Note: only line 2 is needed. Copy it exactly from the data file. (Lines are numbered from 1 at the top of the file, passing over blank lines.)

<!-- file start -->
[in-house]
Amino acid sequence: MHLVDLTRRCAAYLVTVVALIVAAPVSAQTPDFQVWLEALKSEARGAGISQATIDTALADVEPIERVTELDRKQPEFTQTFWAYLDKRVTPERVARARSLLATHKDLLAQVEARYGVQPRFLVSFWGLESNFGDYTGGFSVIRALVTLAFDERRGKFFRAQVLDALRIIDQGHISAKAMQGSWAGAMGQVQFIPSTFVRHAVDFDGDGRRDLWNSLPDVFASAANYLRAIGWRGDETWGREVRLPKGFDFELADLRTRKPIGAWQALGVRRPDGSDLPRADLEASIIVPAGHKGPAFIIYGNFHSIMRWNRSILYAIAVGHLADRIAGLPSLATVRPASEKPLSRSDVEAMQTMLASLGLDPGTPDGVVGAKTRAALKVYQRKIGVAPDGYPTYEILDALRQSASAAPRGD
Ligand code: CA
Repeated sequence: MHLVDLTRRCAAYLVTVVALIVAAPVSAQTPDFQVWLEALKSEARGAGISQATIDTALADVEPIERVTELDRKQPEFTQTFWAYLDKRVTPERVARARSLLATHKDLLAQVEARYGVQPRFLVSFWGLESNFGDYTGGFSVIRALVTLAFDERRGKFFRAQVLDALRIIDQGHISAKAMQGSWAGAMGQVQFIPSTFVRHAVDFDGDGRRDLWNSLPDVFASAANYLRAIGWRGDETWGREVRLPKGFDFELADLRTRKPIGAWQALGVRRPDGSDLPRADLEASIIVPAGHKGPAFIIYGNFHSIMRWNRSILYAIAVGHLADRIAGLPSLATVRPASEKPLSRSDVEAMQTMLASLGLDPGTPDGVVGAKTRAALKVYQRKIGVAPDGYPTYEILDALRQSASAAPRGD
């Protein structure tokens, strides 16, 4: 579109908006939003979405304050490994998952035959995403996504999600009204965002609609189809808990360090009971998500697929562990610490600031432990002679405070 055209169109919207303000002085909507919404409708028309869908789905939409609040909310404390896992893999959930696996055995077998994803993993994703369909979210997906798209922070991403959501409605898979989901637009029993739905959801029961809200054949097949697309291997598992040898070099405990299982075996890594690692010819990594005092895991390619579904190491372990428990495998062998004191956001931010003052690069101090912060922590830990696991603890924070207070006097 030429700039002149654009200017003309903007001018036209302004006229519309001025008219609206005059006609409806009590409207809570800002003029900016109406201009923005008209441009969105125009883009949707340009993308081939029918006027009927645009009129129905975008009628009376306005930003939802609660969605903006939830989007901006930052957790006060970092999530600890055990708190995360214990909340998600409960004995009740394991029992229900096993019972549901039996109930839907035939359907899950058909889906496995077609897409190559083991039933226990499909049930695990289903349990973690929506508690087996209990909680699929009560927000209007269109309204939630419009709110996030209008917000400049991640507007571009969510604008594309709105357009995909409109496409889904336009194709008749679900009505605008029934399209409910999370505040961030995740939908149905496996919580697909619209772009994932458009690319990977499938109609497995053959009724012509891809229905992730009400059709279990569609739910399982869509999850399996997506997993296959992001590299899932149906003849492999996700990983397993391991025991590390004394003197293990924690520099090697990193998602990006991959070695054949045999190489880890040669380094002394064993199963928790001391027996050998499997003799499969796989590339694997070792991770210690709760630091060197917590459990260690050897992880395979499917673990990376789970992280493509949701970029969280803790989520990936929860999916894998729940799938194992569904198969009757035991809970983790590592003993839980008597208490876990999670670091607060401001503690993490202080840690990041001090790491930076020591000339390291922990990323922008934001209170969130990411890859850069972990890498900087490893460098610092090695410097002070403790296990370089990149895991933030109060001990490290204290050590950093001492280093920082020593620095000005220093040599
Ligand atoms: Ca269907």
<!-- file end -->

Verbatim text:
Amino acid sequence: MHLVDLTRRCAAYLVTVVALIVAAPVSAQTPDFQVWLEALKSEARGAGISQATIDTALADVEPIERVTELDRKQPEFTQTFWAYLDKRVTPERVARARSLLATHKDLLAQVEARYGVQPRFLVSFWGLESNFGDYTGGFSVIRALVTLAFDERRGKFFRAQVLDALRIIDQGHISAKAMQGSWAGAMGQVQFIPSTFVRHAVDFDGDGRRDLWNSLPDVFASAANYLRAIGWRGDETWGREVRLPKGFDFELADLRTRKPIGAWQALGVRRPDGSDLPRADLEASIIVPAGHKGPAFIIYGNFHSIMRWNRSILYAIAVGHLADRIAGLPSLATVRPASEKPLSRSDVEAMQTMLASLGLDPGTPDGVVGAKTRAALKVYQRKIGVAPDGYPTYEILDALRQSASAAPRGD